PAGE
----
How to Motivate Yourself With the Goal Setting Theory

A research report has shown that employee motivation levels are declining in the UK, with 29% of employees surveyed in 2018 acknowledging that they were not motivated at work in the year before. 

When asked about what affected motivational levels in the workplace, some of the answers were: lack of career progression, not having a good work-life balance, and working at a job that is not challenging. 

People want a good work-life balance that gives a sense of satisfaction and growth, but that does not come free to anyone. And that perhaps is the root cause of declining motivation levels in the society. 

How to be motivated 

First, you need to acknowledge the fact that humans have one capacity beyond that of the lower life forms: “We have the volitional power to choose our own goals. We have the power of reason which includes the capacity to form concepts through the process of thought.”

Hence, the goal-setting theory developed by Edwin Locke and Gary Latham; both Professors of Motivation and Organizational Psychology. The theory, based on more than 1000 studies, explains how goals can be used to regulate and improve your performance by identifying the type of goal and what it requires to get done.

Types of Goals

The goal-setting theory posits that there are four basic types of goals. They can be for:

  • Behavioral (e.g., contact five potential clients every day), 
  • Learning (e.g., discover 5 ways to improve your putting)
  • Outcomes (e.g., increase sales by 10% in the next 12 months). These can be used separately or in combination.)
  • On tasks where new knowledge has to be acquired, as to do one’s best is performing a task.

Attributes of effective goal setting. 

Goals need to be clear (specific). If they are vague or ambiguous, people will interpret them in their own idiosyncratic way. For example, telling people to “do their best” has no clear meaning. It does not lead people to do their best because the best is not defined. If you want people to do their best or come close to it, the goal has to be both specific and challenging.  If the goal is too easy, people will not have to try hard to reach it. If a goal is too hard (e.g., impossible) people may give up pursuing it.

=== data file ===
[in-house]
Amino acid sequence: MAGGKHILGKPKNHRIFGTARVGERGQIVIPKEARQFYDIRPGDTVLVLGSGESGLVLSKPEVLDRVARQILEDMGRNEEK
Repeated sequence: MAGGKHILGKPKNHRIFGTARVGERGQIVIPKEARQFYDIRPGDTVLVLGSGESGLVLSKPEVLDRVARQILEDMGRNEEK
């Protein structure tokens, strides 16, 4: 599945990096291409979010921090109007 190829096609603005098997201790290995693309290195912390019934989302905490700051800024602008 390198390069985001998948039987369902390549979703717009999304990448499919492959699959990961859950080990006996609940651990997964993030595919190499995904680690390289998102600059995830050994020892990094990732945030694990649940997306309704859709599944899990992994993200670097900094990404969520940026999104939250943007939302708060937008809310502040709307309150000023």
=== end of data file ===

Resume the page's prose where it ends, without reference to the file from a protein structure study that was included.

A word is in order about what Jack Welch, the former CEO of General Electric called “stretch goals.” These are goals that are so hard that they may not be possible to reach (e.g., increase sales by 100% in the next year). However, under the right conditions, stretch goals can still be a motivation if it is made clear that it is for the purpose of stimulating creative thinking (“thinking outside the box”), and that there will be no penalty for not attaining them. 

However, specific, and challenging goals affect action in three ways. It helps to call attention to what is important and thus to direct our actions accordingly.  

Setting goals also help us to mobilize effort in proportion to what a task requires and challenging goals lead to more energy being mobilized than easier goals. 

Further, goals affect persistence. If people are committed to the goal, they will not stop until it is reached. Finally, goals motivate people to utilize or search for task strategies that will be effective for attaining them.

One of our utmost goal in life is to be a happy-go-lucky fellow that is highly motivated to pursue and have a fulfilling life.  But for that goal setting to be effective, there are conditions required. 

  1. First, there must be objective feedback to reveal the degree of progress toward the goal. This allows people to adjust their effort level and strategies especially if they are not making progress.  
  2. Second, there must be a commitment to the goal. Commitment is highest when the goal is important to an individual, and the individual has the knowledge/skill needed to attain it. 
  3. Knowledge or skill (i.e., ability) is a third moderating condition. 
  4. Finally, organizational support in the form of resources (i.e., time, equipment, and budget) facilitates goal attainment.

A non-motivated life is an unfulfilled life, don’t let that be your case. Pick a pen or grab your digital notepad now and start setting smart, realistic and stretch goals, because it will help you become highly motivated and therefore more successful in life. 

P.S: Do you have any questions on how I consistently pursued my goals until I succeeded as a property investor and how you can too? 

Click here Book a free 30 minutes consultation with me today. 

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